About

Features

Correspond

Cornell University


Registration number 20061022O


This certifies that the heraldic arms of Cornell University are registered as an original design and are described by the blazon below

Arms: Per pale Argent and Carnelian, an open book inscribed with the words "I would found an institution where any person can find instruction in any study" proper, on a chief Or the shields of the Unites States of America and of New York State proper.


Source

History of Cornell Marks (August 2004)

Design rationale

The University Emblem is a shield containing elements designed to reflect the connection between the university, the State of New York, and the United States. The state and the nation are represented by their respective official shields or coats of arms—the nation’s shield, which appears in the upper left of the Cornell shield, contains 13 red and white vertical stripes, representing the original 13 colonies, topped with a solid bar of blue, representing the unifying force of the U.S. Congress; a portion of the state’s coat of arms, which appears in the upper right of the Cornell shield, includes commercial ships on the Hudson River, reflecting commerce and economic prosperity, with a bright sun shining on the surrounding landscape, implying bountiful resources. The Cornell Emblem also includes, on a field of carnelian and white, an open book with Ezra Cornell’s words, “I would found an institution where any person can find instruction in any study.”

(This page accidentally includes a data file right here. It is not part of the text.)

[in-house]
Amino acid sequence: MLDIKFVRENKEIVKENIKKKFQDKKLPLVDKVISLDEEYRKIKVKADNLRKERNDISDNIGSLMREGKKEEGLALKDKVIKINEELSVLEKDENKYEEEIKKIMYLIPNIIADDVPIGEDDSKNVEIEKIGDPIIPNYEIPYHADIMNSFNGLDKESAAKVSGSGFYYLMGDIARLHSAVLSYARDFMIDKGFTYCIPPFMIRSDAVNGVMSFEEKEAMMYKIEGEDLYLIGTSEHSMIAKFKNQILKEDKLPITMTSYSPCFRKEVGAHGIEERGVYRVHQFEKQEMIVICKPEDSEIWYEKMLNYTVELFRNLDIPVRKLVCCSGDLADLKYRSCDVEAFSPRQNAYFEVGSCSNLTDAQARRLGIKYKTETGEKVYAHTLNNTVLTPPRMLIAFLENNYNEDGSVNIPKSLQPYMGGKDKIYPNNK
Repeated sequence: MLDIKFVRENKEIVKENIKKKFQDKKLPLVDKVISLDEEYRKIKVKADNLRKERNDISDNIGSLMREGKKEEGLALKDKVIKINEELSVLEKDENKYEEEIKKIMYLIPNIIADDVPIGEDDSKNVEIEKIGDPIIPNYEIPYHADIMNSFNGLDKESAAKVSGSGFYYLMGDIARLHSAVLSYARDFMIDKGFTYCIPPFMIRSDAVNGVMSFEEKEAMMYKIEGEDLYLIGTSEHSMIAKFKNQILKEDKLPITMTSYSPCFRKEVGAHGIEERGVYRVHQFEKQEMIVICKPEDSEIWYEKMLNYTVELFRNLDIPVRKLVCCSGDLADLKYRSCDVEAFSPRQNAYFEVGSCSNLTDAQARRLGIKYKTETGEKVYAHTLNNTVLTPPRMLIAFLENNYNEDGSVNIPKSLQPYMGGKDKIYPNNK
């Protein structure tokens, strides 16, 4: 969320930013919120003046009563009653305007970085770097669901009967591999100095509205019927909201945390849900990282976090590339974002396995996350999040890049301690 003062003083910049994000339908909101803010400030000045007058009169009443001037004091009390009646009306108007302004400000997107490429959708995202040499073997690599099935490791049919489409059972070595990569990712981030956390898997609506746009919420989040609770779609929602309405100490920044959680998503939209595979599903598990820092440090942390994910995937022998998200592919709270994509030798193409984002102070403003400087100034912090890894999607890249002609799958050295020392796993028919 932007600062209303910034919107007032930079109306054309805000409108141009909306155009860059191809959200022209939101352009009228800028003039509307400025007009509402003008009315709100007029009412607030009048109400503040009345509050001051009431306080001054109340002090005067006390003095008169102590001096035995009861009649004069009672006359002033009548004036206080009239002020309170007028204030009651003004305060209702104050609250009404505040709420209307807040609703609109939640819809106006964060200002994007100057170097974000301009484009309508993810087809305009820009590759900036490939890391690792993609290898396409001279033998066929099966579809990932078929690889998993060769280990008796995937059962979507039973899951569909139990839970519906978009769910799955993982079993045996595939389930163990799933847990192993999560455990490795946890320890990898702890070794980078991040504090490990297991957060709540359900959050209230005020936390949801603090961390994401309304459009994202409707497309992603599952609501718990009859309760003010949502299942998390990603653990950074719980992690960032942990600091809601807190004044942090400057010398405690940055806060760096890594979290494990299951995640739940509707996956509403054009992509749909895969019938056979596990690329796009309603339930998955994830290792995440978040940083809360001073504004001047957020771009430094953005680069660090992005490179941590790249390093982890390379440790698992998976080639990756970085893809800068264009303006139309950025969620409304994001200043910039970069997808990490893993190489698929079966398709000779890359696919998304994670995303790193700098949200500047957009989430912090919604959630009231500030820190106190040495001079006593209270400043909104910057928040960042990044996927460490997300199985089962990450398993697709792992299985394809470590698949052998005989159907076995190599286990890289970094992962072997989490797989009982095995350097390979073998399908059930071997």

Registered by

Michael Swanson

Categories

Education, US, C

+Share

Roll of Arms

Policies